Creatinine is a chemical waste product that's produced by your muscle metabolism and to a smaller extent by eating meat. Healthy kidneys filter creatinine and other waste products from your blood. The filtered waste products leave your body in your urine.
If your kidneys aren't functioning properly, an increased level of creatinine may accumulate in your blood. As your creatinine has increased to 400, it is very urgent and critical time for you. As your kidney condition is progressive, it can develop into two opposite directions. With an effective treatment in time, your renal function can be improved and creatinine level will decline. Otherwise, you will have to start dialysis if your creatinine level increases further.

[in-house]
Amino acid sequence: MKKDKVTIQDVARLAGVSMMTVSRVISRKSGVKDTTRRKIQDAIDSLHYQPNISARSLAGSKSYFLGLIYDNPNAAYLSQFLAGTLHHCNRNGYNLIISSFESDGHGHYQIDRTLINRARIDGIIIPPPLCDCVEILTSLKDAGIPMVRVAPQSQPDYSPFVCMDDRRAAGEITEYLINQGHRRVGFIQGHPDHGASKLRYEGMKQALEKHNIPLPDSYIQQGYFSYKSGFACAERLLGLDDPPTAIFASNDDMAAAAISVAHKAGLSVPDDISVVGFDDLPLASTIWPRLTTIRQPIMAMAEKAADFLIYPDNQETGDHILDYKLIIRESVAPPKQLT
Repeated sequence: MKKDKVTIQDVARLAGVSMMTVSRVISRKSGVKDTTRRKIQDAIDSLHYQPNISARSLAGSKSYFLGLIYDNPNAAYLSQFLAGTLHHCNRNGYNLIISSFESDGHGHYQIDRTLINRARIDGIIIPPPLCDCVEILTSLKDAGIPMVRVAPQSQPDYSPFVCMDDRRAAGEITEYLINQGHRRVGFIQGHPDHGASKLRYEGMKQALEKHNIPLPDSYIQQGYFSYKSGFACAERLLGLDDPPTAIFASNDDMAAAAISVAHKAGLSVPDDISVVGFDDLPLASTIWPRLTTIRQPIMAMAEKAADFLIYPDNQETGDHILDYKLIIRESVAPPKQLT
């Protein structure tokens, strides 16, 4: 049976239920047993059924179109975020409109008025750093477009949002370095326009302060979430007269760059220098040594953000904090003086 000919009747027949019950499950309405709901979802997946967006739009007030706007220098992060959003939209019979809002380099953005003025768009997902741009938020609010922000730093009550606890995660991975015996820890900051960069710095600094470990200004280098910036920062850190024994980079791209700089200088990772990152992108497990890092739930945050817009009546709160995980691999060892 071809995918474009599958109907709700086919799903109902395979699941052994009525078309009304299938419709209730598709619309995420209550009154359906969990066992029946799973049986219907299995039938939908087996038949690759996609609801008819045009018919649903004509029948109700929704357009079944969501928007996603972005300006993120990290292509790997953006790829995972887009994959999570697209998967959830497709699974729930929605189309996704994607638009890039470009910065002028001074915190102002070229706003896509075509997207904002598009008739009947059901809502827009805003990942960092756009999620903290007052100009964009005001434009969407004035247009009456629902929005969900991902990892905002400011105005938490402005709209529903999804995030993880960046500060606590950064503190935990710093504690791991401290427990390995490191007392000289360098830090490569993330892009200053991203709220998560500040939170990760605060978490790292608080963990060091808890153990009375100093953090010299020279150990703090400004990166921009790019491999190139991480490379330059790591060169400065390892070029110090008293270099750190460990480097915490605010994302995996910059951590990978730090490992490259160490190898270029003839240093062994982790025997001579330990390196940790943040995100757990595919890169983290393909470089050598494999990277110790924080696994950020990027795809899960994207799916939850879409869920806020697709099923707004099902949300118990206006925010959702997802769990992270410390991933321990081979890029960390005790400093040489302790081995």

Mean corpuscular volume (MCV), also known as mean cell volume, is an important number listed on a complete blood count (CBC) that can help diagnose different types of anemia as well as other health conditions. The MCV is a value that describes the average size of red blood cells (erythrocytes) in a blood sample. While the MCV can provide important information, it is not used alone—it is interpreted along with blood counts and other red blood cell indices such as mean corpuscular hemoglobin concentration (MCHC) and red cell distribution width (RDW) to narrow diagnoses. A high MCV indicates larger RBCs and is called macrocytosis. The MCV can be a helpful test even when the red blood cell count and other tests are normal, especially in the setting of kidney disease.